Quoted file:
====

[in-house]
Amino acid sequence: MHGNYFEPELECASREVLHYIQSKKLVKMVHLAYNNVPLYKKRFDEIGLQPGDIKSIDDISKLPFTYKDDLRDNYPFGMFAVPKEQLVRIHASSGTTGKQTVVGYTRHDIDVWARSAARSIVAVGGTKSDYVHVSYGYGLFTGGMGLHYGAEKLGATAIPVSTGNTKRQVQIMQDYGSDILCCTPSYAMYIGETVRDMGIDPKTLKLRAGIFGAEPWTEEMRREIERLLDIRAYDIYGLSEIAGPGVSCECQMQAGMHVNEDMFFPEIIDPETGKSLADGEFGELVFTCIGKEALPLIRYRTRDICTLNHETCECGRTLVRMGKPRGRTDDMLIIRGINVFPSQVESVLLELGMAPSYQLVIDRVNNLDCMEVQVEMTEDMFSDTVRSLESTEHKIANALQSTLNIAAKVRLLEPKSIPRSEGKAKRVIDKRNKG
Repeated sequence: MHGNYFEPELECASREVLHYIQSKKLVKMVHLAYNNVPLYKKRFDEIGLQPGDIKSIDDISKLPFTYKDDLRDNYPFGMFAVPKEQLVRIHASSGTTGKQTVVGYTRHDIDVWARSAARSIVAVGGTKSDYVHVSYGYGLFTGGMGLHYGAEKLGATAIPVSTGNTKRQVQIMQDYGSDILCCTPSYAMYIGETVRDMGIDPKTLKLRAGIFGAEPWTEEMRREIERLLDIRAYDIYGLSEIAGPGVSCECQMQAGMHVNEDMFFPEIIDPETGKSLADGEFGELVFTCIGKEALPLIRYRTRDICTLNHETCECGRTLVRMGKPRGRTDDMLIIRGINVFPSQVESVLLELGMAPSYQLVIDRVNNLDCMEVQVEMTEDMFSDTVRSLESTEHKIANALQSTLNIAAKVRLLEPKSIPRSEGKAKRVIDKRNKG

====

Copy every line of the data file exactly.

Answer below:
[in-house]
Amino acid sequence: MHGNYFEPELECASREVLHYIQSKKLVKMVHLAYNNVPLYKKRFDEIGLQPGDIKSIDDISKLPFTYKDDLRDNYPFGMFAVPKEQLVRIHASSGTTGKQTVVGYTRHDIDVWARSAARSIVAVGGTKSDYVHVSYGYGLFTGGMGLHYGAEKLGATAIPVSTGNTKRQVQIMQDYGSDILCCTPSYAMYIGETVRDMGIDPKTLKLRAGIFGAEPWTEEMRREIERLLDIRAYDIYGLSEIAGPGVSCECQMQAGMHVNEDMFFPEIIDPETGKSLADGEFGELVFTCIGKEALPLIRYRTRDICTLNHETCECGRTLVRMGKPRGRTDDMLIIRGINVFPSQVESVLLELGMAPSYQLVIDRVNNLDCMEVQVEMTEDMFSDTVRSLESTEHKIANALQSTLNIAAKVRLLEPKSIPRSEGKAKRVIDKRNKG
Repeated sequence: MHGNYFEPELECASREVLHYIQSKKLVKMVHLAYNNVPLYKKRFDEIGLQPGDIKSIDDISKLPFTYKDDLRDNYPFGMFAVPKEQLVRIHASSGTTGKQTVVGYTRHDIDVWARSAARSIVAVGGTKSDYVHVSYGYGLFTGGMGLHYGAEKLGATAIPVSTGNTKRQVQIMQDYGSDILCCTPSYAMYIGETVRDMGIDPKTLKLRAGIFGAEPWTEEMRREIERLLDIRAYDIYGLSEIAGPGVSCECQMQAGMHVNEDMFFPEIIDPETGKSLADGEFGELVFTCIGKEALPLIRYRTRDICTLNHETCECGRTLVRMGKPRGRTDDMLIIRGINVFPSQVESVLLELGMAPSYQLVIDRVNNLDCMEVQVEMTEDMFSDTVRSLESTEHKIANALQSTLNIAAKVRLLEPKSIPRSEGKAKRVIDKRNKG